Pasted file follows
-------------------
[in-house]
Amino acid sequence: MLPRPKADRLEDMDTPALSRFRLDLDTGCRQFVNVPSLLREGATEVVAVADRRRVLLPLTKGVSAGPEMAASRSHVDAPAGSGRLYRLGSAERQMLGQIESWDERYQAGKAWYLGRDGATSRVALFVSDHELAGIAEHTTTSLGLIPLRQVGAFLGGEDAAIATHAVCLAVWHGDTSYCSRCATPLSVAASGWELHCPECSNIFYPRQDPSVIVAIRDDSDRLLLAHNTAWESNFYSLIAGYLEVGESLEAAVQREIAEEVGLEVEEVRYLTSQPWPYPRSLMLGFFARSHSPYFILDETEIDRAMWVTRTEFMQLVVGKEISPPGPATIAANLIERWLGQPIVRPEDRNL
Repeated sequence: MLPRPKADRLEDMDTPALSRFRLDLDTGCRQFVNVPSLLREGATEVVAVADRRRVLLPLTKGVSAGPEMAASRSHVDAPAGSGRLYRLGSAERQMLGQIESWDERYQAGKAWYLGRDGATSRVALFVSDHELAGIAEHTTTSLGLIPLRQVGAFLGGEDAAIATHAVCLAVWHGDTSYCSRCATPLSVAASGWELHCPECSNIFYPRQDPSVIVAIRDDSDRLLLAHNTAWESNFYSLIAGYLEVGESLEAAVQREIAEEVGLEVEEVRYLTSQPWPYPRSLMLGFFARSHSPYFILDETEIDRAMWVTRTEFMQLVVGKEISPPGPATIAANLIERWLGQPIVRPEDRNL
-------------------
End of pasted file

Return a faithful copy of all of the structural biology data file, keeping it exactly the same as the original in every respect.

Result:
[in-house]
Amino acid sequence: MLPRPKADRLEDMDTPALSRFRLDLDTGCRQFVNVPSLLREGATEVVAVADRRRVLLPLTKGVSAGPEMAASRSHVDAPAGSGRLYRLGSAERQMLGQIESWDERYQAGKAWYLGRDGATSRVALFVSDHELAGIAEHTTTSLGLIPLRQVGAFLGGEDAAIATHAVCLAVWHGDTSYCSRCATPLSVAASGWELHCPECSNIFYPRQDPSVIVAIRDDSDRLLLAHNTAWESNFYSLIAGYLEVGESLEAAVQREIAEEVGLEVEEVRYLTSQPWPYPRSLMLGFFARSHSPYFILDETEIDRAMWVTRTEFMQLVVGKEISPPGPATIAANLIERWLGQPIVRPEDRNL
Repeated sequence: MLPRPKADRLEDMDTPALSRFRLDLDTGCRQFVNVPSLLREGATEVVAVADRRRVLLPLTKGVSAGPEMAASRSHVDAPAGSGRLYRLGSAERQMLGQIESWDERYQAGKAWYLGRDGATSRVALFVSDHELAGIAEHTTTSLGLIPLRQVGAFLGGEDAAIATHAVCLAVWHGDTSYCSRCATPLSVAASGWELHCPECSNIFYPRQDPSVIVAIRDDSDRLLLAHNTAWESNFYSLIAGYLEVGESLEAAVQREIAEEVGLEVEEVRYLTSQPWPYPRSLMLGFFARSHSPYFILDETEIDRAMWVTRTEFMQLVVGKEISPPGPATIAANLIERWLGQPIVRPEDRNL